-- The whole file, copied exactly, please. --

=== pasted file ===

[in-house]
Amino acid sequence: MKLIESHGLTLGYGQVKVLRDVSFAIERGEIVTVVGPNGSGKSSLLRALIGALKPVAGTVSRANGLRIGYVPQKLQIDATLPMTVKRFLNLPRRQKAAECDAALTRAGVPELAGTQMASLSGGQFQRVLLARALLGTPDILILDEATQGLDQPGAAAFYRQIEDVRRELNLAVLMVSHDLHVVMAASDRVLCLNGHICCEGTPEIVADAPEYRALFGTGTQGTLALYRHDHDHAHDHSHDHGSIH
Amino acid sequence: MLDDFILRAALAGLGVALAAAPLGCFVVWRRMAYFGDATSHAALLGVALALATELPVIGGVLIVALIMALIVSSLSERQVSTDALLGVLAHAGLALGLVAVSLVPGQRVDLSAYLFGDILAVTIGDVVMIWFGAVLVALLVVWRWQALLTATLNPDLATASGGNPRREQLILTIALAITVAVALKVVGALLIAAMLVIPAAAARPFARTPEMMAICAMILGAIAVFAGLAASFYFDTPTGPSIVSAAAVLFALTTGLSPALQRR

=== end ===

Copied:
[in-house]
Amino acid sequence: MKLIESHGLTLGYGQVKVLRDVSFAIERGEIVTVVGPNGSGKSSLLRALIGALKPVAGTVSRANGLRIGYVPQKLQIDATLPMTVKRFLNLPRRQKAAECDAALTRAGVPELAGTQMASLSGGQFQRVLLARALLGTPDILILDEATQGLDQPGAAAFYRQIEDVRRELNLAVLMVSHDLHVVMAASDRVLCLNGHICCEGTPEIVADAPEYRALFGTGTQGTLALYRHDHDHAHDHSHDHGSIH
Amino acid sequence: MLDDFILRAALAGLGVALAAAPLGCFVVWRRMAYFGDATSHAALLGVALALATELPVIGGVLIVALIMALIVSSLSERQVSTDALLGVLAHAGLALGLVAVSLVPGQRVDLSAYLFGDILAVTIGDVVMIWFGAVLVALLVVWRWQALLTATLNPDLATASGGNPRREQLILTIALAITVAVALKVVGALLIAAMLVIPAAAARPFARTPEMMAICAMILGAIAVFAGLAASFYFDTPTGPSIVSAAAVLFALTTGLSPALQRR